Theocracies Subject to Religious Law

In theocracies subject to religious law it is deemed that God's will must reign supreme, so someone must interpret it for practical cases.

In effect, a judge in a country which only uses religious law is adjudicating by interpretation of what he believes to be God’s will (judges tend to be male in such countries).  In this scenario there is no separate legislature.  If, as in Iran, the executive is also under religious control, there is no separation of powers (5.2.8).  The resulting lack of checks and balances leads to a totalitarian political system, as described later ( 

The statement ‘there can be no other law but God's’ has been used to justify the implementation of Shariah law in Iran and elsewhere, but this does not address the question of the administrative rules required to keep a modern society functioning.  Shahrough Akhavi, in Religion and Politics in Contemporary Iran, showed that this distinction was recognised but not always implemented:

"In the ideal the Shi’i community had already provided for a distinction between customary (urf) and canon (shar) law.  Urf jurisdictions consisted of matters affecting the state and its administration, while civil and personal status law constituted the domain of canon law.  'In practice, however, the unstable governments of Iran had defaulted nearly all judicial authority to the Shariah courts.'" [pp. 38-9]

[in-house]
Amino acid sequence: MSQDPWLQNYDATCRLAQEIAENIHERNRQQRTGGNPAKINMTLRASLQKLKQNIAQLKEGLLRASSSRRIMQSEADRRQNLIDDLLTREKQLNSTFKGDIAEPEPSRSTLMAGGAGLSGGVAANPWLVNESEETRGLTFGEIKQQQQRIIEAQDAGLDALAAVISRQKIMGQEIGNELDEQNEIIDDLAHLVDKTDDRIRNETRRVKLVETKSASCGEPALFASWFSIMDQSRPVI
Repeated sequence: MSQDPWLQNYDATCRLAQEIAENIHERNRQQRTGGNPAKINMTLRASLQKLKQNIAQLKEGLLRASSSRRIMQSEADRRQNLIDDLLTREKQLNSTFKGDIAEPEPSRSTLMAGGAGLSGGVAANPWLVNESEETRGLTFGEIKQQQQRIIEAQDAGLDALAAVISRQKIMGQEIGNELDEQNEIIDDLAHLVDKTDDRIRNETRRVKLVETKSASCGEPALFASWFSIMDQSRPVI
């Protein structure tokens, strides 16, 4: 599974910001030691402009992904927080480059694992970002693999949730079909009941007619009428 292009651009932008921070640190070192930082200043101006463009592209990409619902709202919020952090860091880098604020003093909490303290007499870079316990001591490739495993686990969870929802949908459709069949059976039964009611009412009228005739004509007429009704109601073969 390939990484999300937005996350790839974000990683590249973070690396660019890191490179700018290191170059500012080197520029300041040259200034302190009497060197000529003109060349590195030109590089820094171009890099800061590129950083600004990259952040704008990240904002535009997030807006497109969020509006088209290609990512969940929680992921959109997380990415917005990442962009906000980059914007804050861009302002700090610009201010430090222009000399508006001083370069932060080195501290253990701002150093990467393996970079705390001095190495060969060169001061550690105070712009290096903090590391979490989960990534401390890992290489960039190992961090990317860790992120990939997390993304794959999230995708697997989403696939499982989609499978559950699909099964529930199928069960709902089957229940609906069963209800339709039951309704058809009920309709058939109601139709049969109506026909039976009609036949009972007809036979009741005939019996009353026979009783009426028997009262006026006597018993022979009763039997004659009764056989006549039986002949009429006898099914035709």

Shariah law was formulated in the ninth century, to interpret the values of the Quran to define a practical set of rules for the society of that time.  Some of the rules and punishments which were accepted in the Middle East at that time conflict with modern concepts of human rights, although there is often enough latitude to allow problems to be avoided (4.4.4).  Islamic communities vary in the extent to which they have allowed interpretations to evolve as the society and circumstances have changed. 

Tariq Ramadan has argued that evolution can be compatible with adhering to Islamic principles, as distinct from adherence to a particular historic regional practice.  He has defended local variation, which he called “contextualisation”, arguing that Muslims can accept change and fit into the countries they live in without sacrificing their faith – but he has been sharply criticised for saying different things to different audiences, as in Max Dunbar’s article, Brother Tariq: The Doublespeak of Tariq Ramadan

People who adhere to other religions ought to be granted freedom of worship and other internationally recognised human rights, even in theocracies subject to religious law.  It is perhaps easier, though, to accommodate minorities in a country which allows religious law to evolve.



(This is an archive of a page intended to form part of Edition 4 of the Patterns of Power series of books.  The latest versions are at book contents).